Even when we manage to focus our marginal and end comments on overall goals promoting studentsâ€™ growth as writers, our studentsâ€™ most immediate concern will often be their grades. We might become hung up on this letter or number as well, as we attempt to translate our carefully constructed comments into a grade.
It will help us to start with an idea of what an A paper, a B paper, a C paper, and so on will look like. We might create our own evaluation sheets or rubrics, or use one of those available in the sample materials section. However, we should observe a caveat in using these resources: Evaluation sheets and rubrics are not meant to replace marginal and end comments, and they are not foolproof. They should be general enough to accommodate all the variations we might encounter in studentsâ€™ writing.
However we choose to determine grades, itâ€™s important to communicate with students how their writing will be evaluated. Whether or not we are using a criteria sheet, students should know the general criteria upon which we will base our evaluations. On the other hand, it might be best to avoid distributing detailed rubrics as these can involve students in a numbers game when we want them to concentrate on writing. If we choose to use a rubric, we might decide to keep the numbers to ourselves and simply to inform students of the major writing skills we intend to evaluate.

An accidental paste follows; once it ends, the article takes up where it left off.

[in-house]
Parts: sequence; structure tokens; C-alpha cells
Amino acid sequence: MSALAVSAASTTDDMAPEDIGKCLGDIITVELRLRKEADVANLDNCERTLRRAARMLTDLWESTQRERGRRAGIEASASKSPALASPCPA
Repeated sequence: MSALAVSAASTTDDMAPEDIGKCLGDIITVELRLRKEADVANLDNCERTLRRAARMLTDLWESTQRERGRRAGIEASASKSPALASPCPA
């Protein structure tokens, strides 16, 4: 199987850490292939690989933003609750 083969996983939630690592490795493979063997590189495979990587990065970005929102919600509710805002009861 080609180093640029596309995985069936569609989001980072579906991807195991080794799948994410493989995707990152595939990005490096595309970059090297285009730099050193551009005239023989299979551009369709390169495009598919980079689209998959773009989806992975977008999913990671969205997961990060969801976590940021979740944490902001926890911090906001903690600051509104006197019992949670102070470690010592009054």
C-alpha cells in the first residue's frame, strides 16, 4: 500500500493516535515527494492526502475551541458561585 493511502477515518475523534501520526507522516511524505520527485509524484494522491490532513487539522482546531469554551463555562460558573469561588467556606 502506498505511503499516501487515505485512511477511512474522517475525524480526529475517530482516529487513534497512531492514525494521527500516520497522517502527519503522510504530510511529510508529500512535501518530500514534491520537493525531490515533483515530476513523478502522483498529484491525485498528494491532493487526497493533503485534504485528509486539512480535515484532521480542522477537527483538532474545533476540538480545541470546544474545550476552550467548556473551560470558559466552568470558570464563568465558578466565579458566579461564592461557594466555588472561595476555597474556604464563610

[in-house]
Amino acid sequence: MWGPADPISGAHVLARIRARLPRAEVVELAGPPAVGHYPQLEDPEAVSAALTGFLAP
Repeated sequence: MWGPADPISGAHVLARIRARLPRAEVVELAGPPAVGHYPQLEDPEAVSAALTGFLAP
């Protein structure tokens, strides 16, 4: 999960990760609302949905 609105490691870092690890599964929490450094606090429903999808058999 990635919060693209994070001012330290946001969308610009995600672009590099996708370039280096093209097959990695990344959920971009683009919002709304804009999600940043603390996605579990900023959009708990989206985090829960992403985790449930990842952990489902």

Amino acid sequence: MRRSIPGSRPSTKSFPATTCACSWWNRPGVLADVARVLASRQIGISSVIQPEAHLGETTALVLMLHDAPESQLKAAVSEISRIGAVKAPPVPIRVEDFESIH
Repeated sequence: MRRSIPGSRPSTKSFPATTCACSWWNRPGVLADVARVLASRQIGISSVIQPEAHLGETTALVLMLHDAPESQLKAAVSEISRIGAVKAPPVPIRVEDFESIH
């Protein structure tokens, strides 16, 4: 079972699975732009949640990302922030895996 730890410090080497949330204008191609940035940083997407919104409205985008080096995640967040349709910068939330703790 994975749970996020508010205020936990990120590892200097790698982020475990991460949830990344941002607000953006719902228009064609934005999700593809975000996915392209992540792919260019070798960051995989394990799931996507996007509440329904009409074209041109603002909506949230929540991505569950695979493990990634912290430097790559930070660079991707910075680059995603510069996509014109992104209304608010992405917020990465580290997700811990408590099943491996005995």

The skills we evaluate should correspond to the goals communicated in the original assignment description. If the goal of an assignment is to practice writing a convincing argument, our evaluation will assess studentsâ€™ claims, their development of those claims, and the quality of the evidence theyâ€™ve used as support. Likewise, classroom instruction surrounding the assignment will emphasize these skills and provide additional opportunities to practice them.
Note: Letter grades are generally preferable to number grades in evaluating writing assignments, as it is difficult and often inappropriate to quantify writing skills. Because an A, a B, a C, and so on will represent a range of proficiency levels, we will have greater incentive as instructors to articulate in our comments our specific concerns for each writer.